FBI Over-Counted Encrypted Phones Connected To Crimes — By...
The FBI significantly over-counted the number of encrypted phones it says are connected to ongoing criminal investigations but remain inaccessible to investigators without back door access.
For about seven months, the bureau has been telling Congress and the public that potential evidence on nearly 7,800 blocked devices continues to elude investigators. The statistic has been cited repeatedly by multiple officials and lawmakers to demonstrate what they say is the growing threat encryption software combined with a reluctance by manufacturers to provide a key, poses to national security and public safety. But in reality, the true number of devices that have impeded investigations, is likely to be a fraction of that, the FBI acknowledged in a statement Tuesday.
"The FBI's initial assessment is that programming errors resulted in significant over-counting of mobile devices reported through [the Operational Technology Division's] databases," the FBI said.
It explained that a new collection methodology implemented in April 2016 gathered information from three separate databases, resulting in duplicate counts.
"The FBI relied upon information from these databases to publicly report that approximately 7,775 devices could not be accessed in Fiscal Year 2017, despite the FBI having the legal authority to do so," the statement said, adding that the "statistics are incorrect."
A report by The Washington Post suggests a more precise figure is between 1,000 to 2,000 phones.
As recently as January, FBI Director Christopher Wray quoted the inflated figure and said it represented more than half of all the smartphones the FBI had collected in the year-long timeframe. The previous fiscal year's count was 650 devices, as reported by then-director James Comey.
Wray, like his predecessor, subsequently called for cooperation from the private sector because "it's going to be a lot worse in just a couple of years if we don't find a responsible solution."
"We need to work together, the government and the private sector, to find a way forward, and find a way forward quickly," he said at an international conference on cyber security.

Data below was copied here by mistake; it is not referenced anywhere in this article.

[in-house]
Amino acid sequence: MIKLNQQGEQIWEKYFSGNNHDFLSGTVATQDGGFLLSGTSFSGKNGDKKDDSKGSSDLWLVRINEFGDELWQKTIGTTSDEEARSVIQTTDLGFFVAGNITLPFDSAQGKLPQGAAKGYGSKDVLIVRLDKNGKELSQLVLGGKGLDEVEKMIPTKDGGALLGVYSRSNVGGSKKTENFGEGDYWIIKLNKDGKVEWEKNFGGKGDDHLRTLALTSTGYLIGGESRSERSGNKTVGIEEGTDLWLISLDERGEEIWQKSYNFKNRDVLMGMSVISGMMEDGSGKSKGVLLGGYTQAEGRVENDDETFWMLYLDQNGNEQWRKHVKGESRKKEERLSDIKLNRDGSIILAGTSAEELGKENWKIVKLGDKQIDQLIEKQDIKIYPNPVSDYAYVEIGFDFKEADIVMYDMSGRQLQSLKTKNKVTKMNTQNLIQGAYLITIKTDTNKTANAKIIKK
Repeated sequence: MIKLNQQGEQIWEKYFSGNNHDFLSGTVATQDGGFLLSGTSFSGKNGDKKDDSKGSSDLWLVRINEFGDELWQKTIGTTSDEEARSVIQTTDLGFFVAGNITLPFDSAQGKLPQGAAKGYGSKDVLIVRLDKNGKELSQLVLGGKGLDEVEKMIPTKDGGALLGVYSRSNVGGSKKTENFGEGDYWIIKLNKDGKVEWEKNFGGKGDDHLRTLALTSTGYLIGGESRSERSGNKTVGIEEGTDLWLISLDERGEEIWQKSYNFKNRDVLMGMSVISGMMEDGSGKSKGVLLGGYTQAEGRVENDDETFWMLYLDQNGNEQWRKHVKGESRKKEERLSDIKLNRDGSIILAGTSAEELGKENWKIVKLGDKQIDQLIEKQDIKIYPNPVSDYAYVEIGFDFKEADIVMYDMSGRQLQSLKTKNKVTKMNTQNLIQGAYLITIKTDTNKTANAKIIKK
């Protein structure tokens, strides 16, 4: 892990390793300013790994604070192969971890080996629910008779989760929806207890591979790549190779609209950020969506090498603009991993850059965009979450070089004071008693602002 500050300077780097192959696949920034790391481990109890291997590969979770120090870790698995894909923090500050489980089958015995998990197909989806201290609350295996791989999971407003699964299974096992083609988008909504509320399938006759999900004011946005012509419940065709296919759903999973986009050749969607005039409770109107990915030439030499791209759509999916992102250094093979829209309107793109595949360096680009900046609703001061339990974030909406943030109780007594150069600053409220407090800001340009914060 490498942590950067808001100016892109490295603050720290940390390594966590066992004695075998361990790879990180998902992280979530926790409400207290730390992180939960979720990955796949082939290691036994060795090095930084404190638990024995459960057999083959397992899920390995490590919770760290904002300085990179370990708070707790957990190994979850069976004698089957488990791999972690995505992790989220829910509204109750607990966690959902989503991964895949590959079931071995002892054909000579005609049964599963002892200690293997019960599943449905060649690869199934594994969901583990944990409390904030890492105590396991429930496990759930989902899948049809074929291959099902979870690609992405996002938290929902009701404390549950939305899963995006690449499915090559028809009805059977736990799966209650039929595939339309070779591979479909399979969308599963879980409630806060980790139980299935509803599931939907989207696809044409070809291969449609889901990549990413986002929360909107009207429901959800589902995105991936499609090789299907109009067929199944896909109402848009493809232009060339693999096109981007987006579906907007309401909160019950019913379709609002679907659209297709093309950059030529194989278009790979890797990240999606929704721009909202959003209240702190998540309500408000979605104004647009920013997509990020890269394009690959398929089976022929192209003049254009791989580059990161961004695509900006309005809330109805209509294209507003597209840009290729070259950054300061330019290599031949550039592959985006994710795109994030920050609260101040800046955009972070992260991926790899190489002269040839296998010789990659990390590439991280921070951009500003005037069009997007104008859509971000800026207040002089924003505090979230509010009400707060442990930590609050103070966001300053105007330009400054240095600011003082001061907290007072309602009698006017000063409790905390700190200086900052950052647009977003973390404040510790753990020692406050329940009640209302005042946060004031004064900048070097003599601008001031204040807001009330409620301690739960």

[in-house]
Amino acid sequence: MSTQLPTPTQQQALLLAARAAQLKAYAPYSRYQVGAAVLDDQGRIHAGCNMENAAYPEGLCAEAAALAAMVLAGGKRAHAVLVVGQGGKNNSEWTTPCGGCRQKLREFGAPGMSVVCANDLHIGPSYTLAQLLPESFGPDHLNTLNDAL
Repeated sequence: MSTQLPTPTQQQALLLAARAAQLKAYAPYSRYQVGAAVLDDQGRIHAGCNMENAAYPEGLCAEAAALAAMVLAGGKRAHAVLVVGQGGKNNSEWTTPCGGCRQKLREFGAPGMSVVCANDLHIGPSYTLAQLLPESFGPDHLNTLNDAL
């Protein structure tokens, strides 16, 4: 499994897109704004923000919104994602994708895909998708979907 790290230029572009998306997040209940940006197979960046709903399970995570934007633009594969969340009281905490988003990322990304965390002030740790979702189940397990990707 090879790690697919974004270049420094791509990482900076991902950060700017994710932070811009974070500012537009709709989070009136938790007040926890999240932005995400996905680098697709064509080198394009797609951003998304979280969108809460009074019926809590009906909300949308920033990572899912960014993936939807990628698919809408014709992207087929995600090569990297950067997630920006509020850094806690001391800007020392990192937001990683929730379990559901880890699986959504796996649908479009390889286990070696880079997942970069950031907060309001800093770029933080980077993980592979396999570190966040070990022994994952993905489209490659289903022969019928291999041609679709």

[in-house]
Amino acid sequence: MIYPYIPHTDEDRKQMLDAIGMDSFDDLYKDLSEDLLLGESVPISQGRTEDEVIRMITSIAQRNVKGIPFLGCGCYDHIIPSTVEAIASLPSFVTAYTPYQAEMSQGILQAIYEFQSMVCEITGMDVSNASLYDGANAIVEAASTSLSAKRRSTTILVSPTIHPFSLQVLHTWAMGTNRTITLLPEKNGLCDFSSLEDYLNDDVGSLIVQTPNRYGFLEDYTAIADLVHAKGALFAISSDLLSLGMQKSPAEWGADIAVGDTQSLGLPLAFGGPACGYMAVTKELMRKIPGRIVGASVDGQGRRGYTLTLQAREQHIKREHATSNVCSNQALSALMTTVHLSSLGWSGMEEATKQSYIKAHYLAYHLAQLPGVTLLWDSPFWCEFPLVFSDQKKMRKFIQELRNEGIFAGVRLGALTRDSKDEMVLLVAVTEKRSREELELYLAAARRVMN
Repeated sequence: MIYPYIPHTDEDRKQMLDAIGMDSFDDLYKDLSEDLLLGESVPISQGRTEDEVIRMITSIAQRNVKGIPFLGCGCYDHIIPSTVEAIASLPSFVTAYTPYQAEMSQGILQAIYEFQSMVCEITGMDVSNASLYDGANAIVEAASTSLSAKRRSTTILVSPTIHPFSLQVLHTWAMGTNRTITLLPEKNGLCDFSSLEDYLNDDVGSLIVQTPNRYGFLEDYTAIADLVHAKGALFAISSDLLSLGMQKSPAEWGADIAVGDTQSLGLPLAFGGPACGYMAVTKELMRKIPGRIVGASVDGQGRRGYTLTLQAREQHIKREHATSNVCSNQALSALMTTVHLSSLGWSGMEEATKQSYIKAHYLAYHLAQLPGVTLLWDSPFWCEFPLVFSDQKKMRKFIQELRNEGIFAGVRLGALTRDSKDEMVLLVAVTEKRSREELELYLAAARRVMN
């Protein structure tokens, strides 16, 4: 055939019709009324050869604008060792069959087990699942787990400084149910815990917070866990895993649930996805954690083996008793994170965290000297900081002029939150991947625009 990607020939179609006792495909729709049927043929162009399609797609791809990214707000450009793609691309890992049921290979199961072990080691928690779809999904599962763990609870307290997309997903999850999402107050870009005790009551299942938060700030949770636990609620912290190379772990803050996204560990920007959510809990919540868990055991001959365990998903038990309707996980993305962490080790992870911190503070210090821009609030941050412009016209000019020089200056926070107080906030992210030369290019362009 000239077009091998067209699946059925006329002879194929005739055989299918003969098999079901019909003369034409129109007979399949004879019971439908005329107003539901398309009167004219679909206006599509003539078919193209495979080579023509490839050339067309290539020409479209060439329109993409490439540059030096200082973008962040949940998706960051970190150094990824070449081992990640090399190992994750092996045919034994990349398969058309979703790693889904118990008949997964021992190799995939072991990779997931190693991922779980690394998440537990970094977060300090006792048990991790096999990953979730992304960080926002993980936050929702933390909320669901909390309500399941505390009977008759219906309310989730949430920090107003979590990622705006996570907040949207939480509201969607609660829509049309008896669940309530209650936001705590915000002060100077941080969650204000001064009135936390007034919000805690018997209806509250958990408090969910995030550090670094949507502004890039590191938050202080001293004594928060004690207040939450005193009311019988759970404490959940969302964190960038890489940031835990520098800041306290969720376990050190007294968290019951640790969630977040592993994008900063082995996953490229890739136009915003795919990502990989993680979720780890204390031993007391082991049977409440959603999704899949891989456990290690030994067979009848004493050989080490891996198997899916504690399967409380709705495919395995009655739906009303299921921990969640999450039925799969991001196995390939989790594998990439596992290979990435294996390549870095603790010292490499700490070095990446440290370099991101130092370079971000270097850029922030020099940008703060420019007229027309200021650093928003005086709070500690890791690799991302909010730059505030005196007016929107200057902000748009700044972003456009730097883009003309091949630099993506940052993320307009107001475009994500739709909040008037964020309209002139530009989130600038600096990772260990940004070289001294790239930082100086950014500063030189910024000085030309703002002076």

The FBI said it first became aware of the tracking error about a month ago.
"It is unfortunate timing for the bureau to admit this kind of mistake because it certainly undercuts the trust in the bureau that was already tenuous to be begin with," Jennifer Daskal, a law professor at American University and former senior Justice Department national security official, told NPR.
The FBI has been the object of President Trump's wrath almost since he took office and the bureau confirmed it was investigating possible collusion between the Trump campaign and Russian nationals. On Sunday, Trump said he would demand the Justice Department launch an investigation into the FBI for allegedly using a "spy" to infiltrate his campaign team.
Daskal added that the new, much smaller number of unbreakable devices, undermines "the scope of the problem and the urgency for the FBI to act as default encryption becomes increasingly ubiquitous.
The debate over encryption and government access to secure information is decades old but it became especially heated after the 2015 mass shooting in San Bernardino, Calif.
As NPR reported:
In the wake of the San Bernardino shootings, the FBI demanded that Apple create a mechanism for accessing data on a locked iPhone. Apple refused, citing concerns about privacy and potential government overreach. As the two sides geared up for a court battle, the Justice Department announced that it had found a third party to help break into the phone. The issue was raised again in 2017 after a Texas gunman's phone was found locked. At the time, an FBI special agent blamed the industry standard encryption for blocking investigators' ability to crack the PIN code on the gunman's device.
Privacy groups argue that efforts by the government to compel companies to break encryption codes are ultimately more harmful to law-abiding citizens who would become more vulnerable to hacking.
Amie Stepanovich, U.S. policy manager at Access Now, a privacy advocacy group, noted cases in which software updates are licensed and developed by the manufacturer have resulted in devices getting "bricked," that's when a device becomes permanently locked or the data is wiped clean.
"Hacking tools released into the wild can't always be controlled," she said. There are unintended consequences."